“Nothing gets done in Canada,” they’d say. “We’re not making progress. Politicians don’t keep their promises. They’re just in it for themselves.”

They hated political acrimony. They were offended by the jostling of parties for office. “Why can’t they all get along?” “That’s a very good question,” I would reply. “We’re rational beings; when the facts are before us, why don’t we agree more often?” But I could hear them thinking: “Because some people are stupid.”

“We should have ‘trained’ people in charge,” they’d say. By “trained people,” they usually meant lawyers. Or economists. In vain I would point out that there are always some – often many – lawyers and economists in Parliament and in the departments and agencies of government.

“It’s a good thing we have the Supreme Court,” they’d say. “Judges know what they’re doing.”

And so I would set to work. I’d think the course a success if I could persuade the students to consider the following propositions. First: parliamentary government is not primarily about “getting things done.” It is not about getting a record number of laws and policies on the books. It was designed originally – in the seventeenth and eighteenth centuries – to make it hard for political men to get things done. It is intended to protect us – the citizens – from ambitious politicians with ambitious programs. It’s meant to subvert oligarchy.

Second: parliamentary government does not require politicians to keep their campaign promises. Quite the opposite is true. We expect them to advance their campaign schemes in Parliament. And so we should. But we also expect them to listen to the political opposition and to the continuing debate among the public at large, and on occasion, when convinced by reason and superior argument, or by poll results, to modify, delay or discard schemes. (It sometimes happens.) Circumstances change; the public’s mood changes. Parliament is a deliberative body.

As for the idea that we should expect our political representatives to set aside their personal and party interests, think again. (I’d say.) It’s oligarchs and tyrants who profess to have no personal ambitions but to speak for all citizens, for the country, the national character, the national will. The most surprising feature of liberal democracies, the enduring and precious feature, is that our would-be oligarchs leave office meekly when defeated, leaving the country and constitution intact. Why do they leave? They leave because they know that their party’s legitimacy on return, and their own future ambitions, depend on vacating office when voted out.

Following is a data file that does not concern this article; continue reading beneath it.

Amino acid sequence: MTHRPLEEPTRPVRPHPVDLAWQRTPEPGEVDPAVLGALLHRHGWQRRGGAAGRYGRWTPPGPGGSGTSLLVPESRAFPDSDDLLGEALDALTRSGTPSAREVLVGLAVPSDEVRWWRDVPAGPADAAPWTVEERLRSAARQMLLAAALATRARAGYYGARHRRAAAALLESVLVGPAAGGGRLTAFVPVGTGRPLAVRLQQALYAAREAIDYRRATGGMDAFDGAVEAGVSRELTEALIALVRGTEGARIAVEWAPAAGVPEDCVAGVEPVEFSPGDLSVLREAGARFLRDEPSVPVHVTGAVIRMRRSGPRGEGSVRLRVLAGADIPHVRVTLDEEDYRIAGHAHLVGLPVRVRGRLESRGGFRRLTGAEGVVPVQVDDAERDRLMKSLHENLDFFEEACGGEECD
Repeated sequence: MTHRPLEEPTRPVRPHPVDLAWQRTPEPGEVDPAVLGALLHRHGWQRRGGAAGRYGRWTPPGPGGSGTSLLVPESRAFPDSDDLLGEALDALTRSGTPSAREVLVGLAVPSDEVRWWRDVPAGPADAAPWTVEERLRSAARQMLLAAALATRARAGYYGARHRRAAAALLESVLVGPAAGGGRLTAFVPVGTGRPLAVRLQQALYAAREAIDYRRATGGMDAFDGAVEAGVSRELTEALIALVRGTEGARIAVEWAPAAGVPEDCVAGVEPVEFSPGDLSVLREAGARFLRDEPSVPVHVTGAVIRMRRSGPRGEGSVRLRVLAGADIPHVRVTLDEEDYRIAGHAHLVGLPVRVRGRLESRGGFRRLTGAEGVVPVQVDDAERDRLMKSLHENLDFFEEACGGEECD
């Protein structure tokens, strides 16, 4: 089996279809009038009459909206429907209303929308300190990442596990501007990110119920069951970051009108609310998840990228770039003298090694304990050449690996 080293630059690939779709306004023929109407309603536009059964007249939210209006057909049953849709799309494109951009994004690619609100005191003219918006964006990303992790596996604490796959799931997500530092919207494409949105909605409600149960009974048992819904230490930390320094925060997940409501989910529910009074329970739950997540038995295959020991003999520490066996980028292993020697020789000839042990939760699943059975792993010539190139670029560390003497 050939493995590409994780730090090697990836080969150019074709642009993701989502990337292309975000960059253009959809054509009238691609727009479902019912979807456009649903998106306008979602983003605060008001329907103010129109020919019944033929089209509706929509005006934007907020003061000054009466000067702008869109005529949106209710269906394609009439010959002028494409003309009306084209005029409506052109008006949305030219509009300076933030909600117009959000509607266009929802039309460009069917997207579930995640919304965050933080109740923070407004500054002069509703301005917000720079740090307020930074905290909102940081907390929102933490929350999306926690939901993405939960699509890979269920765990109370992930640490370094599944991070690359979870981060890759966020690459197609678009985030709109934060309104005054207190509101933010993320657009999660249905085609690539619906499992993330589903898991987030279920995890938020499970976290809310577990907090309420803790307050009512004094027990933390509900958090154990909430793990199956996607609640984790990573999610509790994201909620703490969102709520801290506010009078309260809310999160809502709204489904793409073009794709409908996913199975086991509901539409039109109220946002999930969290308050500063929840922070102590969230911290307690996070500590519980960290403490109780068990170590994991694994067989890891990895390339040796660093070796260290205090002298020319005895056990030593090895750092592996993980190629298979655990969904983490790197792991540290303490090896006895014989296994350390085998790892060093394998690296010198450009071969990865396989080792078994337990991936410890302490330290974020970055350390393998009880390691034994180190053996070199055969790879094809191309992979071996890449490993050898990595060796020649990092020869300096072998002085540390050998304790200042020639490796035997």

Donald Savoie Trashes the Canadian Constitution

Dennis Baker (University of Guelph) sends this quotation from Donald Savoie’s Power: Where Is It? (MQUP, 2010), pages 72-3. As Baker says: “It’s enough to make your blood boil.”

“[In the Secession Reference], the court ruled that Quebec did not have such a right and based its decision on four fundamental rights: federalism, democracy, constitutionalism, and the rule of law.  Canada’s written constitution dates back to 1867, and one would be hard pressed to see these principles in it, certainly in pre-Charter days. The Canadian Senate, it will be recalled, was established as a check on democracy and federalism, both of which were only reluctantly embraced. As Adam Tomkins writes, it may be more accurate to say that Canada in 1867 was based on principles of “elitism, racism, sexism and imperialism than on the four good things that the Supreme Court identified.” Baker comments: “Nice to see Canada’s public policy guru trash our constitutional heritage, eh? That Adam Tomkins bit is a little troubling too – from his Public Law text apparently.”

Thanks Dennis. It’s discouraging, yes. Savoie’s is the prevailing opinion. But we will overturn it.

Look on the bright side: There is more than enough work for you, me, and a dozen others, including an army of graduate students. (I hope you have graduate students.) Canadian “federalism, democracy, constitutionalism, and the rule of law” are fields of academic inquiry begging for attention. There is a new paradigm. Retrieval of original documents is far from complete.

Note to readers: Dennis Baker is the author of the astonishing book, Not Quite Supreme, The Courts and Coordinate Constitutional Interpretation (MQUP, 2010).